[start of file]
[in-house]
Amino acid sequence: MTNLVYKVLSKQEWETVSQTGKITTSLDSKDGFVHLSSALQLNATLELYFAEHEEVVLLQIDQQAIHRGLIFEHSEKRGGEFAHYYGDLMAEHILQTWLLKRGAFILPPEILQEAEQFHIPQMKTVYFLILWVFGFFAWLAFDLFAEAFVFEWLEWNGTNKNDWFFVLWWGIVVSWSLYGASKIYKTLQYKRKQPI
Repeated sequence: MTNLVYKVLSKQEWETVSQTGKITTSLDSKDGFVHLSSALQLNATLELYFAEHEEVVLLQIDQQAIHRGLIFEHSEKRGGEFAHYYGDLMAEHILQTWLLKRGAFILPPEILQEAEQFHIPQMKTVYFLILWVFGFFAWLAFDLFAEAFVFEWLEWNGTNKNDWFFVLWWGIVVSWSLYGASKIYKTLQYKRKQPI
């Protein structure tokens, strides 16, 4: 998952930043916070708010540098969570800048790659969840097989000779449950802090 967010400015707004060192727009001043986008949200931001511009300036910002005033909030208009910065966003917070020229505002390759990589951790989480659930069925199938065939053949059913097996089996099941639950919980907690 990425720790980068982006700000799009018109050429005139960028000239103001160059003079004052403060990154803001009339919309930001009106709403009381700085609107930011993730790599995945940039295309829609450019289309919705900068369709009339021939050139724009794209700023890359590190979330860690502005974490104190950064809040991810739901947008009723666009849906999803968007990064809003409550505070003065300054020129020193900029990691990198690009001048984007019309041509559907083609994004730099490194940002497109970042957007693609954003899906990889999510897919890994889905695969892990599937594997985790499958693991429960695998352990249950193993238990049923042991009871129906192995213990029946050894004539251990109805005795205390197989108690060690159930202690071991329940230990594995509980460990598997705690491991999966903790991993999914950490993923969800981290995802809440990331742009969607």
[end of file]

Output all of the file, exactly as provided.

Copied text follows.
[in-house]
Amino acid sequence: MTNLVYKVLSKQEWETVSQTGKITTSLDSKDGFVHLSSALQLNATLELYFAEHEEVVLLQIDQQAIHRGLIFEHSEKRGGEFAHYYGDLMAEHILQTWLLKRGAFILPPEILQEAEQFHIPQMKTVYFLILWVFGFFAWLAFDLFAEAFVFEWLEWNGTNKNDWFFVLWWGIVVSWSLYGASKIYKTLQYKRKQPI
Repeated sequence: MTNLVYKVLSKQEWETVSQTGKITTSLDSKDGFVHLSSALQLNATLELYFAEHEEVVLLQIDQQAIHRGLIFEHSEKRGGEFAHYYGDLMAEHILQTWLLKRGAFILPPEILQEAEQFHIPQMKTVYFLILWVFGFFAWLAFDLFAEAFVFEWLEWNGTNKNDWFFVLWWGIVVSWSLYGASKIYKTLQYKRKQPI
């Protein structure tokens, strides 16, 4: 998952930043916070708010540098969570800048790659969840097989000779449950802090 967010400015707004060192727009001043986008949200931001511009300036910002005033909030208009910065966003917070020229505002390759990589951790989480659930069925199938065939053949059913097996089996099941639950919980907690 990425720790980068982006700000799009018109050429005139960028000239103001160059003079004052403060990154803001009339919309930001009106709403009381700085609107930011993730790599995945940039295309829609450019289309919705900068369709009339021939050139724009794209700023890359590190979330860690502005974490104190950064809040991810739901947008009723666009849906999803968007990064809003409550505070003065300054020129020193900029990691990198690009001048984007019309041509559907083609994004730099490194940002497109970042957007693609954003899906990889999510897919890994889905695969892990599937594997985790499958693991429960695998352990249950193993238990049923042991009871129906192995213990029946050894004539251990109805005795205390197989108690060690159930202690071991329940230990594995509980460990598997705690491991999966903790991993999914950490993923969800981290995802809440990331742009969607």